Tom Turpin
Professor of
Purdue University







Bug Lights

All across America, the signs of summer are evident. Wrens have returned to backyards to belt out two-ton songs from two-gram bodies. Neighborhoods drone with the weekend sounds of lawnmowers, hedge trimmers and sprinkler systems.

Many homewoners also are engaged in another suburban ritual known as "hanging the bug light." Illuminating the bug light heralds the onset of summer as surely as lighting the tree that signals the Christmas season.

In the good old summertime, the age old battle between humans and insects reaches its peak. Bug lights (Not to be comfused with that popular beverage Bud Light!) are another weapon in the war.

Although they vary in size and shae, all bug lights have a singular purpose...insect incineration! The device functions by using ultraviolet light to attract insects. Many night-flying insects are lured to light, but ultrviolet is the most attractive of all wavelengths. Modern technology has combined this light with open electric wires to form bug-killing devices known generally as bug zappers or bug killers.

Humans have flockedto these devices as surely as moths circle a flame because bug lights kill lots of i nsects. However, research has shown that the insects most homeowners are trying to avoid are not affected by these electrifying devices.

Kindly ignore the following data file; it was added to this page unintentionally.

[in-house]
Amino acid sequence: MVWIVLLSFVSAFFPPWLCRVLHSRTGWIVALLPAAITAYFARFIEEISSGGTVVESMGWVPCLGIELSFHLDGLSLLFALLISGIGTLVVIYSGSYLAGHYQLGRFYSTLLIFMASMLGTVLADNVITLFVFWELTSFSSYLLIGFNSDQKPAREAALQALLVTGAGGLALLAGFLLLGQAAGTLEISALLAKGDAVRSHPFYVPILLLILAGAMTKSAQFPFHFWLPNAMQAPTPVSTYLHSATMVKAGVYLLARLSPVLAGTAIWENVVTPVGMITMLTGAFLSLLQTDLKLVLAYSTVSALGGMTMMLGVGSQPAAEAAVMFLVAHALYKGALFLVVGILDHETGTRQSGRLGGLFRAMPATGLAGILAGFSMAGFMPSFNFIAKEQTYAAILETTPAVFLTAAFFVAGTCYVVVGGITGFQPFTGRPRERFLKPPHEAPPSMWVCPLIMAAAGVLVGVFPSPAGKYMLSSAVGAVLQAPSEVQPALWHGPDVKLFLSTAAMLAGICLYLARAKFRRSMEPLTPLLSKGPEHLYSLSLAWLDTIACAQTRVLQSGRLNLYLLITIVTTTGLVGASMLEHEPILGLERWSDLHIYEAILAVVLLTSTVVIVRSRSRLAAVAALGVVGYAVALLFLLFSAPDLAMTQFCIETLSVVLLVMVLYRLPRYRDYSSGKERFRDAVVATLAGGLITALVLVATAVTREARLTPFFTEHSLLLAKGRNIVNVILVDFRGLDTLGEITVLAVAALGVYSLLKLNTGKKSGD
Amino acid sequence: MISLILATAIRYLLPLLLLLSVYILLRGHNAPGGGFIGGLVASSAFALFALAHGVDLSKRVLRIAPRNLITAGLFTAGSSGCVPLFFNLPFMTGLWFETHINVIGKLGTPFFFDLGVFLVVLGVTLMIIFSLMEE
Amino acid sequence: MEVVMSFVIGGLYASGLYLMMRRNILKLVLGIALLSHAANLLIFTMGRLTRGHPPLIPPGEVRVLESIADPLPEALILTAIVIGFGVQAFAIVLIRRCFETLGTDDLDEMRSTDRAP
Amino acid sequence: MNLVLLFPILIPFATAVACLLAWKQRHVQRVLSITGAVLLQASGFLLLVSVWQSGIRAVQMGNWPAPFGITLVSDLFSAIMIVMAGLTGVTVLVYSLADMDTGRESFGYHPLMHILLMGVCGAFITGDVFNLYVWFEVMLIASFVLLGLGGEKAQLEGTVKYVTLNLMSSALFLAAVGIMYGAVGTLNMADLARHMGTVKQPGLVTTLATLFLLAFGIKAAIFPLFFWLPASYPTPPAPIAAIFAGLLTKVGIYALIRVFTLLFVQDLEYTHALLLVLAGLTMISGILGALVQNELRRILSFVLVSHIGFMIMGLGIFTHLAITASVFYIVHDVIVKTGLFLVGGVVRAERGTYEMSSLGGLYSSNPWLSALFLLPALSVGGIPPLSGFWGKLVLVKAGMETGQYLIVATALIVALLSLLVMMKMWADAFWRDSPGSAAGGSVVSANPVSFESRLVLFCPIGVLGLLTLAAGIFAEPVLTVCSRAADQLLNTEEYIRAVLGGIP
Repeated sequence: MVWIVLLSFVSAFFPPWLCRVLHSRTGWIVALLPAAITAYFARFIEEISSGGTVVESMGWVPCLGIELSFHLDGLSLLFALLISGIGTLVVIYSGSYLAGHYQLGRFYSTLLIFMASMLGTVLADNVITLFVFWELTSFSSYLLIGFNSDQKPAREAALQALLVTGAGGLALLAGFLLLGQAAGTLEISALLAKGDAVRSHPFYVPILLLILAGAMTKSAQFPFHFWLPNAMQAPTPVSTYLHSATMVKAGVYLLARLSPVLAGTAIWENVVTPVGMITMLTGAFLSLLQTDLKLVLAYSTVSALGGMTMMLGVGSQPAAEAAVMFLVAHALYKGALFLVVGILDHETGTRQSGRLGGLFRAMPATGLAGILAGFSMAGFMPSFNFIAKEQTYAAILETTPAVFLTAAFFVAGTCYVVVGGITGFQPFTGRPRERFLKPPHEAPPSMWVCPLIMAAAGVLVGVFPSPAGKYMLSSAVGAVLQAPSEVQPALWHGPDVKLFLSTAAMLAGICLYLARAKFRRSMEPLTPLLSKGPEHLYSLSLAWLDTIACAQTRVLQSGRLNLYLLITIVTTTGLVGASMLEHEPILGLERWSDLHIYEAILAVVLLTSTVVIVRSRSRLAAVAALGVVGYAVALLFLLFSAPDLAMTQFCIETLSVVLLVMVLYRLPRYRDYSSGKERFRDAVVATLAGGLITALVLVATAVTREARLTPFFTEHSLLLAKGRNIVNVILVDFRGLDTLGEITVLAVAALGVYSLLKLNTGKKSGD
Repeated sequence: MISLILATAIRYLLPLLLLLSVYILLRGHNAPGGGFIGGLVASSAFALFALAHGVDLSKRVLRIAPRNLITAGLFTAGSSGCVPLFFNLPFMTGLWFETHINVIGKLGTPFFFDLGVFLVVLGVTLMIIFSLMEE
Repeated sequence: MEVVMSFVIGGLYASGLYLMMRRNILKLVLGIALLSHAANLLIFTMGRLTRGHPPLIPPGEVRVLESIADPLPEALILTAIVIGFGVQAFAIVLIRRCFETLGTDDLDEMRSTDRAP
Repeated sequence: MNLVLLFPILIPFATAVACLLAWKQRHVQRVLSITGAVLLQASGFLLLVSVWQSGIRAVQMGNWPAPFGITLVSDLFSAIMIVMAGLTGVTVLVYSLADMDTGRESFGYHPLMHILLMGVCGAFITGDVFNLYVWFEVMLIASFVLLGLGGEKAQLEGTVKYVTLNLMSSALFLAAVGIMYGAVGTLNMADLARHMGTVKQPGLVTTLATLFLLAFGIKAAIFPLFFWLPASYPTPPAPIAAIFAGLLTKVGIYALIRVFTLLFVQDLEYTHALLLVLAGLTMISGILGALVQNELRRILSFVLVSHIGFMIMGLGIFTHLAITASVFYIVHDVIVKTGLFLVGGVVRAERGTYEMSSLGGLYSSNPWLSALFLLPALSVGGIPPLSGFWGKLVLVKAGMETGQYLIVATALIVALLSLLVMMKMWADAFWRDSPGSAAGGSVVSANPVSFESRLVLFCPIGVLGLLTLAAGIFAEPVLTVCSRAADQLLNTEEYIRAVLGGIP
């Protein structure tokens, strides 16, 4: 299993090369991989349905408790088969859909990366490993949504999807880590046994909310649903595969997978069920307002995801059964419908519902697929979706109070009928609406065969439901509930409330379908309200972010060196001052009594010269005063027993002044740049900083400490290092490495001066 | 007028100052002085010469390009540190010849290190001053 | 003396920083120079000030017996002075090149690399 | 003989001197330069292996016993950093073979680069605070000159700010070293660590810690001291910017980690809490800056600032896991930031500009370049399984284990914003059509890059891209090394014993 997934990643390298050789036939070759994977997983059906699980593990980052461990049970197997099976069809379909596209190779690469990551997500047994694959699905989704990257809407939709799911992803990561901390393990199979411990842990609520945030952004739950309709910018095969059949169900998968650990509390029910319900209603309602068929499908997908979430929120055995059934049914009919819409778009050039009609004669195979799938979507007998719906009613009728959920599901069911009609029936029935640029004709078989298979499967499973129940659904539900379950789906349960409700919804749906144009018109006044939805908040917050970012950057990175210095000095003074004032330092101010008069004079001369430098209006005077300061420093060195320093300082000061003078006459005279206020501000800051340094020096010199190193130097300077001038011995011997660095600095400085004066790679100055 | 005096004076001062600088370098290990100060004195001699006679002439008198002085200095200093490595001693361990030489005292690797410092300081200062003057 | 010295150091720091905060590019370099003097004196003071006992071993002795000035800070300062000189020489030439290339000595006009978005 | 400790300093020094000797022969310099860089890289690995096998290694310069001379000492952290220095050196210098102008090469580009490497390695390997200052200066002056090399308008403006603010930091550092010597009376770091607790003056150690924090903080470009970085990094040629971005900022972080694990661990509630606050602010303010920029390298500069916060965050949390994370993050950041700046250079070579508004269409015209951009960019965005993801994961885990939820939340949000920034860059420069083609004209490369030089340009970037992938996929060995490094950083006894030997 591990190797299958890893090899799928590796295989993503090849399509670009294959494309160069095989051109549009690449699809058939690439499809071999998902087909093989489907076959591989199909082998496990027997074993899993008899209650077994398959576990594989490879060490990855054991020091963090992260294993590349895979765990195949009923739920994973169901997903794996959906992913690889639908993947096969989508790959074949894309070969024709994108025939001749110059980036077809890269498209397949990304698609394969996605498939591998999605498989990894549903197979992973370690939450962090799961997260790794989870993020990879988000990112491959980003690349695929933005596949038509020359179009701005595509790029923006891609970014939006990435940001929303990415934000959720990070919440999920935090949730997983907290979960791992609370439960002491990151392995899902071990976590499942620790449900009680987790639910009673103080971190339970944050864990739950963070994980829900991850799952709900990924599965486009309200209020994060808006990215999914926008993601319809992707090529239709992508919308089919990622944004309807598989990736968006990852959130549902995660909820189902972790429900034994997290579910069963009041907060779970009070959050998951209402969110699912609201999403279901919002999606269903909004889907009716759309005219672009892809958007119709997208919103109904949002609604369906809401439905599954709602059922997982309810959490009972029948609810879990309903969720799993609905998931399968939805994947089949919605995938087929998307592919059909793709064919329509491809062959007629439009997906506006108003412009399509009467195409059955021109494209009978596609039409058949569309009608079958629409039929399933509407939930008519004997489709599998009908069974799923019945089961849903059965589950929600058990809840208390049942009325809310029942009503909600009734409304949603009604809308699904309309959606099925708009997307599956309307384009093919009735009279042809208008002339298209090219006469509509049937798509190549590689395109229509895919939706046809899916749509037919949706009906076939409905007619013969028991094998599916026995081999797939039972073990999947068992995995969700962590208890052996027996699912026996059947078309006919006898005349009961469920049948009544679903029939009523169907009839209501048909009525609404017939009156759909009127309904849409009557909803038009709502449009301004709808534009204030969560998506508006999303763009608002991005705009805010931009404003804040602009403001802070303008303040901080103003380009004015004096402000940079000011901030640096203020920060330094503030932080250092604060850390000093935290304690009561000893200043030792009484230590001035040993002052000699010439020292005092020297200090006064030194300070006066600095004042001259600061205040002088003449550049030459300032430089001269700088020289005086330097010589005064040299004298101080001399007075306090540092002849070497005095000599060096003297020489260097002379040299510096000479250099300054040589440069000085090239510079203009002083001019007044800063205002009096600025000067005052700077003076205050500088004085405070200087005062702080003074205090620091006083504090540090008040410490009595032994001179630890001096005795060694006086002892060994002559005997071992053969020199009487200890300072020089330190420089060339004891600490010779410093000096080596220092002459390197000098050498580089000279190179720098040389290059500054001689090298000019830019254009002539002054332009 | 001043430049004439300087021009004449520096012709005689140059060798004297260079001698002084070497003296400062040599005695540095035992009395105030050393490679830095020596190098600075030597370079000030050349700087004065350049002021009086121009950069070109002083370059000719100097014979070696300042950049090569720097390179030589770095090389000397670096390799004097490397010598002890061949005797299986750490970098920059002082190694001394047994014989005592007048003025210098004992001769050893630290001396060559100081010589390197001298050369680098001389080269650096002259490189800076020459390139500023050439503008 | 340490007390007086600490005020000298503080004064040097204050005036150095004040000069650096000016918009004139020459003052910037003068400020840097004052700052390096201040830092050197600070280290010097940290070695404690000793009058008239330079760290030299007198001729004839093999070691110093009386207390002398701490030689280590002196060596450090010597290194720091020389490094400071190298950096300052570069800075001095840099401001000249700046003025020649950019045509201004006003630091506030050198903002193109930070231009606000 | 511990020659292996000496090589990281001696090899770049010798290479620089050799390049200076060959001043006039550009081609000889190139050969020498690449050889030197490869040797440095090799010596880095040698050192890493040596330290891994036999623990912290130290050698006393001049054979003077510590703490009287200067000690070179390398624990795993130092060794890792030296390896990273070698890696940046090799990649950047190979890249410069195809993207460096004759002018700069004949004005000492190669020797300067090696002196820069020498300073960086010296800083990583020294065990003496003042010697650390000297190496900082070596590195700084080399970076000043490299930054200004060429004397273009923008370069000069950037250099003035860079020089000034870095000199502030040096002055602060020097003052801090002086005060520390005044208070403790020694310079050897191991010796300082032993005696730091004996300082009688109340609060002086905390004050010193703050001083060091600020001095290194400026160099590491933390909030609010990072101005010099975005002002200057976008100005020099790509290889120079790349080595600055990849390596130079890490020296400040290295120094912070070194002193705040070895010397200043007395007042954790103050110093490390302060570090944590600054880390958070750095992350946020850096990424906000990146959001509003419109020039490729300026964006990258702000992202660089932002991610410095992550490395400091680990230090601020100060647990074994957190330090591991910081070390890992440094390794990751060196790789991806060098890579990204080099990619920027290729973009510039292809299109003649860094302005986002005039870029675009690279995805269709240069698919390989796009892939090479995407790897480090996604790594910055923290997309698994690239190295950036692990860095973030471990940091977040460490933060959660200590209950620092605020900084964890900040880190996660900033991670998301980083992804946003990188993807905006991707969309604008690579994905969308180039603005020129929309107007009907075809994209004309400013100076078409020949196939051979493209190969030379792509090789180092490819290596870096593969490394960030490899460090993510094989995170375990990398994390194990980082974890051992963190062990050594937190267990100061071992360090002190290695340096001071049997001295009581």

Most female mosquitoes -- the ones that bite and the ones we want to get rid of -- are not attracted to light.

In the case of June bugs, many are killed but many more miss the trap. Subsequently, they land on vegetation in the area and lay eggs in the soil. These hatch into white grubs that will feed the lawn.

Generally, most of the insects that end up being killed in the light traps would not have been there if the light had not been hung in the first place. By using light traps, we end up attracting insects, just the opposite of what homeowners had hoped would happen.

So why do we pay good money for these devices? It's because we like to kill insects. There just is something pleasurable about the sanp, crackle and pop of an insect being fried on the w ires that gives us pleasure.

Nothing compares to sitting in a porch swing on a summer evening and listening to insects commit suicide in a bug light. But, hopefully, it is your neighbor's bug light. That way you konw your insects are being attracted to the neighbor's place and not bugging you.


Writer: Tom Turpin
Editor: Elaine Lambert